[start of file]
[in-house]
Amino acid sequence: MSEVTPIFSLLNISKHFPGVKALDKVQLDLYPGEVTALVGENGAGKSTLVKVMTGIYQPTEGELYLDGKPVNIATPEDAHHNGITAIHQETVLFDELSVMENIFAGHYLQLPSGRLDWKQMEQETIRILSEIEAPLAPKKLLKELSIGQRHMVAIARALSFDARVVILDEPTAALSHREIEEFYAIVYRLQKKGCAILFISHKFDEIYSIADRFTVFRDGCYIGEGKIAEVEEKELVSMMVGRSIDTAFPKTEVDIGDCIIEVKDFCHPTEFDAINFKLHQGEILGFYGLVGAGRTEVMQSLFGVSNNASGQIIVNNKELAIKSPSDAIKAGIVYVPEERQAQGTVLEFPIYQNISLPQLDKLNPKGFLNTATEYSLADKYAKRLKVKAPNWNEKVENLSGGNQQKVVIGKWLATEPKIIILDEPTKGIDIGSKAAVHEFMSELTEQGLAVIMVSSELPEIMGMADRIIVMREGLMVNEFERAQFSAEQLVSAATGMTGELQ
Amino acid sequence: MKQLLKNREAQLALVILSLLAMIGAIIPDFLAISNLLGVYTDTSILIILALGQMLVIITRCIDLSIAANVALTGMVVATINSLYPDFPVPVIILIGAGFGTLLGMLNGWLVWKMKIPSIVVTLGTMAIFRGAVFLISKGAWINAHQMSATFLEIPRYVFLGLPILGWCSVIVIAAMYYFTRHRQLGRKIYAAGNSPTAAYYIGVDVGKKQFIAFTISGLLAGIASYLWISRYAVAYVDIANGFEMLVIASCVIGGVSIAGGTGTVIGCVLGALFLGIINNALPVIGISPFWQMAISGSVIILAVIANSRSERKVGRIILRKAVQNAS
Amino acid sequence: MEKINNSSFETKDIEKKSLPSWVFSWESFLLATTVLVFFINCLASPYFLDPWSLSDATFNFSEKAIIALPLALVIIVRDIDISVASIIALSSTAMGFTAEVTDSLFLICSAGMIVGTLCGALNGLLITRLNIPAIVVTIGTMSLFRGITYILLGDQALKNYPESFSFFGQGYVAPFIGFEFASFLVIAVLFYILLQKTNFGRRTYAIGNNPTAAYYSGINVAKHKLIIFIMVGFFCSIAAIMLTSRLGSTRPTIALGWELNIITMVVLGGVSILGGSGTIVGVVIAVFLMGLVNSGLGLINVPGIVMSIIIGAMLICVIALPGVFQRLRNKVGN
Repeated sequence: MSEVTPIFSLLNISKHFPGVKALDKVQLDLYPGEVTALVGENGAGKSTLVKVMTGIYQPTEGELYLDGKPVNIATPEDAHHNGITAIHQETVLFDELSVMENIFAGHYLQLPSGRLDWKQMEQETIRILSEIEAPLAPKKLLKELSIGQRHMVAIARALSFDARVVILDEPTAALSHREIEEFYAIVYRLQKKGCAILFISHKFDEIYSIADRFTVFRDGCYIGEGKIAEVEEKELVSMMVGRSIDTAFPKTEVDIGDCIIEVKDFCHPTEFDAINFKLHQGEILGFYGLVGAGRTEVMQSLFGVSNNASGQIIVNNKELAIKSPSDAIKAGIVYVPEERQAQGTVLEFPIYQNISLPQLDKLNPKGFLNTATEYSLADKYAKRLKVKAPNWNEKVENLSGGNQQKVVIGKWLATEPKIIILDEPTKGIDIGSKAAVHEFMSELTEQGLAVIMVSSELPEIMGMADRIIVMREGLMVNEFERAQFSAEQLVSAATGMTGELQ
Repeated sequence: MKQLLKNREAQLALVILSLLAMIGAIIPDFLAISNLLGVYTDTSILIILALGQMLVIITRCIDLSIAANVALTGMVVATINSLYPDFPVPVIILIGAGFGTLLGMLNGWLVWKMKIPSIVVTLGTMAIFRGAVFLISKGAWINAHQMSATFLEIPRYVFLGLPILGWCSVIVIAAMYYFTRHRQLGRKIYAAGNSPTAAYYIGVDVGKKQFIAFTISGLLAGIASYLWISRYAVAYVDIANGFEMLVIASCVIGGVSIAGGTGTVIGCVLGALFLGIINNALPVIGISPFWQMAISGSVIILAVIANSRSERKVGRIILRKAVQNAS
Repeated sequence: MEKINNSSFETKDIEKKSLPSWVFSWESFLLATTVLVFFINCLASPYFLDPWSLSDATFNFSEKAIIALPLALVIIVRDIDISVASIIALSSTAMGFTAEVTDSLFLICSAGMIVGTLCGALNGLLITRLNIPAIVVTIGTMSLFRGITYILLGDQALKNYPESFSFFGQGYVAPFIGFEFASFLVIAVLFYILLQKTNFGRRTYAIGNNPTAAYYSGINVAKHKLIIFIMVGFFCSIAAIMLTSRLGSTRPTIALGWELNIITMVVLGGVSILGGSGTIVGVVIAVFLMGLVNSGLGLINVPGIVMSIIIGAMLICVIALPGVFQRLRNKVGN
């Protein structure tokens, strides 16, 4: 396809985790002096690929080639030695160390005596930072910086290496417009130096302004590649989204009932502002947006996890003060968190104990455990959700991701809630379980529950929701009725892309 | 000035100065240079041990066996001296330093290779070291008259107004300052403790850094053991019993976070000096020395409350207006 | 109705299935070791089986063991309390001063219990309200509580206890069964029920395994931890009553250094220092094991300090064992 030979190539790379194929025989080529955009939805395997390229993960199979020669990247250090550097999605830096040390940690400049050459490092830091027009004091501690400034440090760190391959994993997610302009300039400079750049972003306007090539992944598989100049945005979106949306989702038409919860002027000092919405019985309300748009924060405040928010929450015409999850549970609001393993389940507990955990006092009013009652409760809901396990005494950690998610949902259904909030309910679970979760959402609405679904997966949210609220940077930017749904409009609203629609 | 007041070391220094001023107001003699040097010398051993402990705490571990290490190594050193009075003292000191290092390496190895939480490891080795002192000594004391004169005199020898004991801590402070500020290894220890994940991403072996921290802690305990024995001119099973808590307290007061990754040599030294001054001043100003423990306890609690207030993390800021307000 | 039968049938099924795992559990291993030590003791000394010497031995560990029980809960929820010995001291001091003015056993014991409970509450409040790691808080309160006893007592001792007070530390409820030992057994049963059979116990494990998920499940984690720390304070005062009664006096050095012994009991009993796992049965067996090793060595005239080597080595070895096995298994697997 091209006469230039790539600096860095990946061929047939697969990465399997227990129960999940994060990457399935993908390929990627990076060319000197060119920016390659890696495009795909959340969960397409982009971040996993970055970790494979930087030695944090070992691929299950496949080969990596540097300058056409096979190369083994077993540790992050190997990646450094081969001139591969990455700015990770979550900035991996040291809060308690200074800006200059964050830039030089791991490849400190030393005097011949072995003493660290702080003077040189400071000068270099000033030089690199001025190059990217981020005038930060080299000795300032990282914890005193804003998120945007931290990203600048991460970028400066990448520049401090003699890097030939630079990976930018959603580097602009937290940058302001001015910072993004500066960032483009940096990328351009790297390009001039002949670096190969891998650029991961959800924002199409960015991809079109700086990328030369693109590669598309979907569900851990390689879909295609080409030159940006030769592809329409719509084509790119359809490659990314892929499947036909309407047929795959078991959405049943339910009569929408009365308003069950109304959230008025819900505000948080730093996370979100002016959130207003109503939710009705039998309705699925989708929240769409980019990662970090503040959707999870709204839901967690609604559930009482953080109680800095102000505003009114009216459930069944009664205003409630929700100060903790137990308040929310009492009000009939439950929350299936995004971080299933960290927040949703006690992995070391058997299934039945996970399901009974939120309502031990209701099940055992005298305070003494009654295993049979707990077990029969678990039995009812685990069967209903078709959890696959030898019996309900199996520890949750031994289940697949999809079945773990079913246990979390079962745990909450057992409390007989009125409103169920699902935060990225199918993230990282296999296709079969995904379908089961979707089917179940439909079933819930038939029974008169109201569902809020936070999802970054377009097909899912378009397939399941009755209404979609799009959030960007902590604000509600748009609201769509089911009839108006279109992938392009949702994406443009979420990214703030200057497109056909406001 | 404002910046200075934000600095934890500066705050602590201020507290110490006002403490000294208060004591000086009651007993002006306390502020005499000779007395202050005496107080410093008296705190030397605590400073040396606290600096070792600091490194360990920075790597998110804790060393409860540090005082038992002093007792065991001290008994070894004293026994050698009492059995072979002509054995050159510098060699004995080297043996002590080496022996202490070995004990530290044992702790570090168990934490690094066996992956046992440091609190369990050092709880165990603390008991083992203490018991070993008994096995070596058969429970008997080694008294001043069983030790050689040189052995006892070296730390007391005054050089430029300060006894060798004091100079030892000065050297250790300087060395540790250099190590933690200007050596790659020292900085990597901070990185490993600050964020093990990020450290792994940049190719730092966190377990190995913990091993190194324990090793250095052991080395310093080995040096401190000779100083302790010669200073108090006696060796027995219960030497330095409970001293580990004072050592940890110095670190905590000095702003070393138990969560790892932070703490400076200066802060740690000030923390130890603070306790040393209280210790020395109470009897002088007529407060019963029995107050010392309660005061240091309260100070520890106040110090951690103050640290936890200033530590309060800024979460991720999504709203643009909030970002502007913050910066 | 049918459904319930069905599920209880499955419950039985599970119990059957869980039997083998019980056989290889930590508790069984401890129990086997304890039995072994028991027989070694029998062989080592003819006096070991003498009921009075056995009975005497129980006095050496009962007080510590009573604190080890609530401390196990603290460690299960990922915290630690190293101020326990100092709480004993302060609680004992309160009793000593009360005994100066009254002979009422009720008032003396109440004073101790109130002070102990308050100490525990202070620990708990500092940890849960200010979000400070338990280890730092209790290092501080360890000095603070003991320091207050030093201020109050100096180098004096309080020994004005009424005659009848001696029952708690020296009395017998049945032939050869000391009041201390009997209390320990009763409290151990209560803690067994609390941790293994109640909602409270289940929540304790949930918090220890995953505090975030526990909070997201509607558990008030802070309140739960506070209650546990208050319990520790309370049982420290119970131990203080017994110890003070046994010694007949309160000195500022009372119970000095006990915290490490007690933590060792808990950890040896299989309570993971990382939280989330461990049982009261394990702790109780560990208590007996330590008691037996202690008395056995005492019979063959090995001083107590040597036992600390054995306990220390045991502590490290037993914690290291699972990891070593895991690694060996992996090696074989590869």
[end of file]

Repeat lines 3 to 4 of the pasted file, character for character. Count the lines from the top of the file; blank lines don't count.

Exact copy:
Amino acid sequence: MKQLLKNREAQLALVILSLLAMIGAIIPDFLAISNLLGVYTDTSILIILALGQMLVIITRCIDLSIAANVALTGMVVATINSLYPDFPVPVIILIGAGFGTLLGMLNGWLVWKMKIPSIVVTLGTMAIFRGAVFLISKGAWINAHQMSATFLEIPRYVFLGLPILGWCSVIVIAAMYYFTRHRQLGRKIYAAGNSPTAAYYIGVDVGKKQFIAFTISGLLAGIASYLWISRYAVAYVDIANGFEMLVIASCVIGGVSIAGGTGTVIGCVLGALFLGIINNALPVIGISPFWQMAISGSVIILAVIANSRSERKVGRIILRKAVQNAS
Amino acid sequence: MEKINNSSFETKDIEKKSLPSWVFSWESFLLATTVLVFFINCLASPYFLDPWSLSDATFNFSEKAIIALPLALVIIVRDIDISVASIIALSSTAMGFTAEVTDSLFLICSAGMIVGTLCGALNGLLITRLNIPAIVVTIGTMSLFRGITYILLGDQALKNYPESFSFFGQGYVAPFIGFEFASFLVIAVLFYILLQKTNFGRRTYAIGNNPTAAYYSGINVAKHKLIIFIMVGFFCSIAAIMLTSRLGSTRPTIALGWELNIITMVVLGGVSILGGSGTIVGVVIAVFLMGLVNSGLGLINVPGIVMSIIIGAMLICVIALPGVFQRLRNKVGN